Siddiqui plays a failed entrepreneur who strays onto a film-set and is snapped up as an extra, and much magic follows, most of which I should allow you to experience first hand, without knowing what you’re in for.
Siddiqui is spectacular, Sadashiv Amrapurkar (as his overbearing, omniscient father) is perfectly cast and quite special, and Shubhangi Bhujbal is spot-on as Siddiqui’s wife; a particular moment -- when she assures him that nobody can turn him down by asking if she herself could say no to him -- is one to cherish.
It’s a remarkable film, unmistakably carrying the auteur’s stamp in every frame. (No mean feat considering just how much it borrows from Ray; from his films and his fiction: Anjali constantly made me think of Big Bill, for example.)
The shots are desolate, beautiful, gorgeous and the writing is crafted excellently. It is about the magic-dust the movies sprinkle on everyone within range, but more than that it is about a director himself overreaching: taking a story from the master and cleverly doodling enough around the margins to make it his own, and also taking a song from Rabindranath Tagore and himself composing music to compliment a devastatingly good final shot.
These are salutes that must in turn be saluted.
I want to be a football, says a kid wearing a Lionel Messi jersey in the adorable opening montage of Zoya Akhtar’s film where children of various ages, shapes and heights tell the camera their dreams. (A boy, wearing a fullblown superhero costume, is one I identified with the strongest.)
This film isn’t about us, though, it’s about a kid who looks at the girls in tights longingly (not like that, no) while being forced into football practice; about a kid who wants to be Katrina Kaif.
It’s a simplistic fairytale of a film with clear-etched character archetypes -- Strict Dad, Submissive Mom, Sweet Sister -- and that suits both narrative and format.
The youngster who dreams of glitzy outfits and high-heels is played by Naman Jain and he is simply fantastic, carrying the whole film off remarkably well.
Kaif has a cameo, wings and all, but her being chosen for this film is itself interesting, considering that till before Sheila Ki Jawaani -- the song that makes this boy lean forward, agog -- she wasn’t even considered a dancer.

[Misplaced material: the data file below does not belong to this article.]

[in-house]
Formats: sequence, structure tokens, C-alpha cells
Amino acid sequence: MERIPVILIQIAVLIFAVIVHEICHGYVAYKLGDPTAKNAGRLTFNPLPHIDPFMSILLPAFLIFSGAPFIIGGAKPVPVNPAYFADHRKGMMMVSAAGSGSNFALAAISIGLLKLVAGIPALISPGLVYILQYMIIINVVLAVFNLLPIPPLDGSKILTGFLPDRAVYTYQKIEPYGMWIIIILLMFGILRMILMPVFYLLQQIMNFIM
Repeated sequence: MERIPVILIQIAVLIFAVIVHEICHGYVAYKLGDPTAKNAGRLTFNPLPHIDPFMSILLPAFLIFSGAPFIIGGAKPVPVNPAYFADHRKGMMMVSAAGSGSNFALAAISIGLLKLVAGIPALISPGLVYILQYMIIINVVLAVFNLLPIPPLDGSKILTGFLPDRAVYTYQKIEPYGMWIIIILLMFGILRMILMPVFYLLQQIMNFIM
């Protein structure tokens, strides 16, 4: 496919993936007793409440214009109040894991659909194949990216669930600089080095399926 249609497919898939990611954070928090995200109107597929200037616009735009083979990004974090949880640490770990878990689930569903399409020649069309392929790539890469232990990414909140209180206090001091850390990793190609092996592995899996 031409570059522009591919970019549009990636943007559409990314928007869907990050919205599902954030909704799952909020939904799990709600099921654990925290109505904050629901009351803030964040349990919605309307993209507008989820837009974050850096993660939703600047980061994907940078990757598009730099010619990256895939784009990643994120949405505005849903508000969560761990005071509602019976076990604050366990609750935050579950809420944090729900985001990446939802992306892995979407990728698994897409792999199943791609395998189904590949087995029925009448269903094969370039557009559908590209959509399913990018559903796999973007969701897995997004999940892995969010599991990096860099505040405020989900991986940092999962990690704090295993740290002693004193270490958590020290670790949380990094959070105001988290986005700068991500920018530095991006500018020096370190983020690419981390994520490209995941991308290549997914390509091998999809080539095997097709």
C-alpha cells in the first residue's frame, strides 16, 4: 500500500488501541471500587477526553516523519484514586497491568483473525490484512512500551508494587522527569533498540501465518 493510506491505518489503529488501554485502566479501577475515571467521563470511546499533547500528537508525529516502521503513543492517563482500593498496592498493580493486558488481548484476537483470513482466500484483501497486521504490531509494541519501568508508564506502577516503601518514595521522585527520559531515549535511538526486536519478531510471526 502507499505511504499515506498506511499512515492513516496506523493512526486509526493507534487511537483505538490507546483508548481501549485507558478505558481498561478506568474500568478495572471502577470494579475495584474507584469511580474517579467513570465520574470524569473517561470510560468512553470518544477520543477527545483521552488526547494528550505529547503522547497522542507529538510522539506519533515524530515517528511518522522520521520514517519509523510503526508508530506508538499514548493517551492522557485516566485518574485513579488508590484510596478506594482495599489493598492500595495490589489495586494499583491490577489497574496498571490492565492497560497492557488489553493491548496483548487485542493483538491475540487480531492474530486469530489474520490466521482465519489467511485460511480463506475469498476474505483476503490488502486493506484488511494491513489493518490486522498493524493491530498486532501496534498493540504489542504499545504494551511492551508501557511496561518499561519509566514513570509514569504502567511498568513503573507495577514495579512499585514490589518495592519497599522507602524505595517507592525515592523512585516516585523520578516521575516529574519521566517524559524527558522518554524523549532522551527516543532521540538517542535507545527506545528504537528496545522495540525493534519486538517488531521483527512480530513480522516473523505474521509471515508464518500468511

Dare to dream, but dream covertly, she tells the boy who drinks it in. It’s a sweet film, with some great touches of dialogue, that climaxes with simplicity and sunniness.
Anurag Kashyap’s film does what most of us have done, at least at some point: it mythologises Bachchan to the hilt.
The narrative is weak (the plot is very reminiscent of Steven Spielberg’s The Terminal) but the masala spirit more than willing, and Kashyap churns out something both nuanced and nutty. In that sense, there may be no better conceivable tribute to Hindi cinema.
An Allahabadi youngster bolts from the Kumbh Mela to see his bedridden father who (after some top-notch Dilip Kumar mimicry) sends him off to see Amitabh Bachchan carrying a gooseberry, a solitary murabba in a jar.
His mission: to get Bachchan to take a bite and bring back the half-eaten, megastar-indentured murabba so that the father can get better, bite by Big-B-endorsed bite.
The dutiful son (appropriately named Vijay, naturally) wears a scarlet, Coolie-coloured shirt and makes his way to Bachchan’s, thinking that the most famed of Juhu dwellers would take in all who hail from his hometown.
The film is propelled by Vineet Kumar Singh’s stellar performance in the role, and while Kashyap crafts a nice-looking film with some delicious dialogue, this is a film that emerges half-baked.
The struggle works but the end is a sham, and the cameo in the middle almost ruins everything. Or maybe the director was aiming for half-eaten?
Right after Kashyap’s film ends bolt towards the door.
Because after all this, after four directors doing their best to celebrate Hindi cinema, the film’s producers massacre things by throwing in a horribly tacky song that starts with ghastly YouTube-style lipsyncing and ends with Bollywood at its most disposably shiny.
Even if Anil Kapoor’s having fun dancing his Lakhan steps, nothing justifies this atrocity. Run, I tell you, hold on to your murabba jar of movie memories and flee.
So then four films. Four statements. Four attempts.
In the final reckoning, Bombay Talkies is mostly good, with one spectacular film and three that are, at worst, earnest -- a collection that deserves to be watched for what it tries to celebrate more than what it ends up being.
But like we say about so much of Bollywood, go for the magical bits.
Review: Bombay Talkies, an engaging ode to cinema